New books at the Bioethics Research Library

The Bioethics Research Library regularly receives new additions to its extensive catalogue. Here are a few of our favorite new selections:

1. Breakthrough: Elizabeth Hughes, the discovery of insulin, and the making of a medical miracle, by Thea Cooper – “Relive the heartwarming true story of the discovery of insulin as it’s never been told before. Written with authentic detail and suspense, and featuring walk-ons by William Howard Taft, Woodrow Wilson, and Eli Lilly himself, among many others.”

2. Spillover: Animal infections and the next human pandemic, by David Quammen – “The bugs that transmit infectious diseases share one thing: they originate in wild animals and pass to humans by a process called spillover. David Quammen tracks this subject around the world. He recounts adventures of field―netting bats in China, trapping monkeys in Bangladesh, stalking gorillas in the Congo―with the world’s leading disease scientists. In Spillover, Quammen takes the reader along on this astonishing quest to learn how, where from, and why these diseases emerge, and he asks the terrifying question: What might the next big one be?”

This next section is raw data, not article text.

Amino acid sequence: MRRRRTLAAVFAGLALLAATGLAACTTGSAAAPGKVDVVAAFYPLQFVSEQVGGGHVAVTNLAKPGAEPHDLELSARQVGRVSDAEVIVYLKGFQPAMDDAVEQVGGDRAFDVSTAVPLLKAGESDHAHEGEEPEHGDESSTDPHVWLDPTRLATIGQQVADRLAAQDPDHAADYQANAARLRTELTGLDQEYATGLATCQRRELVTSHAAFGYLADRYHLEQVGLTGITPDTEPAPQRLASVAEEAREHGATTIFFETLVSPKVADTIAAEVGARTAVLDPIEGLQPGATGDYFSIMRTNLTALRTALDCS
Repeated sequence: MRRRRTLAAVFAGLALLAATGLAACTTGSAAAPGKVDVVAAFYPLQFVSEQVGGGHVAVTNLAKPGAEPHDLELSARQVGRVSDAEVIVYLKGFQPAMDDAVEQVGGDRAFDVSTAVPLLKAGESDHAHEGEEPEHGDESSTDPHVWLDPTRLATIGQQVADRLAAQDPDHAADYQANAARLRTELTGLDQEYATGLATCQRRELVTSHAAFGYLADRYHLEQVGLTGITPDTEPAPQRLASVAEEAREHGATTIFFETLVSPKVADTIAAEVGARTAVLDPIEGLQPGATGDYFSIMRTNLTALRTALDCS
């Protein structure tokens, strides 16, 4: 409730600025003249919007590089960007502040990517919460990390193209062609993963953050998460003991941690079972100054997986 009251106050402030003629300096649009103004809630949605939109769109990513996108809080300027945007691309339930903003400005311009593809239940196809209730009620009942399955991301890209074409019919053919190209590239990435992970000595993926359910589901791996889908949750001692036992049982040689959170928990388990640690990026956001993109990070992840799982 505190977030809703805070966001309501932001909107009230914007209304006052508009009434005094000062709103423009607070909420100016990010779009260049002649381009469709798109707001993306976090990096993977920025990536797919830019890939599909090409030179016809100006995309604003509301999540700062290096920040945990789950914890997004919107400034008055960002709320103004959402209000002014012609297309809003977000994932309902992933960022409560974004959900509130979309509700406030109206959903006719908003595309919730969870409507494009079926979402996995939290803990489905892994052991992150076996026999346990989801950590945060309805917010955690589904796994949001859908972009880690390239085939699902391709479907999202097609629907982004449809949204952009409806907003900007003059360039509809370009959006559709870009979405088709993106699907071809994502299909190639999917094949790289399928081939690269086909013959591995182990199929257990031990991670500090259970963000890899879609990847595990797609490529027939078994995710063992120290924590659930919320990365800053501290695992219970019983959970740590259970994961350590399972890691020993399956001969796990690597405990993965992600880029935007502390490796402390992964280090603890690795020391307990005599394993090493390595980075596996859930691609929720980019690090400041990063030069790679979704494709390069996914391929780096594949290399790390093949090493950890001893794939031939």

3. The Ice is Melting: Ethics in the Arctic, edited by Leif Magne Helgesen, Kim Holmén and Ole Arve Misund – “The ice in the Arctic is melting. Nowhere on Earth can changes in the climate be seen as clearly as here. What is happening? Is the world headed toward catastrophe, or is this only a problem for polar bears and walruses? How will a warmer Arctic affect the living conditions of people further away, in places such as Polynesia and Micronesia? What are the responsibilities of individuals in this situation? The discussion of climate ethics is an important concern. This inspiring and provocative book extends knowledge about the climate and simultaneously invites reflection on the ethical issues involved.”

4. Values and Vaccine Refusal: Hard questions in ethics, epistemology, and health care, by Mark Navin – “Parents in the US and other societies are increasingly refusing to vaccinate their children, even though popular anti-vaccine myths – e.g. ‘vaccines cause autism’ – have been debunked. This book explains the epistemic and moral failures that lead some parents to refuse to vaccinate their children.”

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